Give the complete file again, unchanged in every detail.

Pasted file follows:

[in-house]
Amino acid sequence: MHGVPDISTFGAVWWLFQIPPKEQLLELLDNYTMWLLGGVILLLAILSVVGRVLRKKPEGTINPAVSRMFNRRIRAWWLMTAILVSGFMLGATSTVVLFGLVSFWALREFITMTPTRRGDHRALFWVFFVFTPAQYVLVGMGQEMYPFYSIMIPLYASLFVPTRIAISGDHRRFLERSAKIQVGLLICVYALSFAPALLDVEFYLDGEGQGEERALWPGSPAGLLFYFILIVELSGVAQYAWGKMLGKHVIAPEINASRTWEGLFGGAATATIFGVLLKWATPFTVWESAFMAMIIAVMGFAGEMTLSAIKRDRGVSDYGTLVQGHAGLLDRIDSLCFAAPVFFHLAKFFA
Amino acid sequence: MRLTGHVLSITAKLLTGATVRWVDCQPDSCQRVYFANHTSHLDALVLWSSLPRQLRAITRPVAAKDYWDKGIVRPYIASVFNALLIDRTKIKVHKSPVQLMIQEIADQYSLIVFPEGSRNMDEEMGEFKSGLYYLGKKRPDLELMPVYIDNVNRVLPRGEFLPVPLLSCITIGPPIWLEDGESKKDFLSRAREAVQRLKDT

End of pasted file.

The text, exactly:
[in-house]
Amino acid sequence: MHGVPDISTFGAVWWLFQIPPKEQLLELLDNYTMWLLGGVILLLAILSVVGRVLRKKPEGTINPAVSRMFNRRIRAWWLMTAILVSGFMLGATSTVVLFGLVSFWALREFITMTPTRRGDHRALFWVFFVFTPAQYVLVGMGQEMYPFYSIMIPLYASLFVPTRIAISGDHRRFLERSAKIQVGLLICVYALSFAPALLDVEFYLDGEGQGEERALWPGSPAGLLFYFILIVELSGVAQYAWGKMLGKHVIAPEINASRTWEGLFGGAATATIFGVLLKWATPFTVWESAFMAMIIAVMGFAGEMTLSAIKRDRGVSDYGTLVQGHAGLLDRIDSLCFAAPVFFHLAKFFA
Amino acid sequence: MRLTGHVLSITAKLLTGATVRWVDCQPDSCQRVYFANHTSHLDALVLWSSLPRQLRAITRPVAAKDYWDKGIVRPYIASVFNALLIDRTKIKVHKSPVQLMIQEIADQYSLIVFPEGSRNMDEEMGEFKSGLYYLGKKRPDLELMPVYIDNVNRVLPRGEFLPVPLLSCITIGPPIWLEDGESKKDFLSRAREAVQRLKDT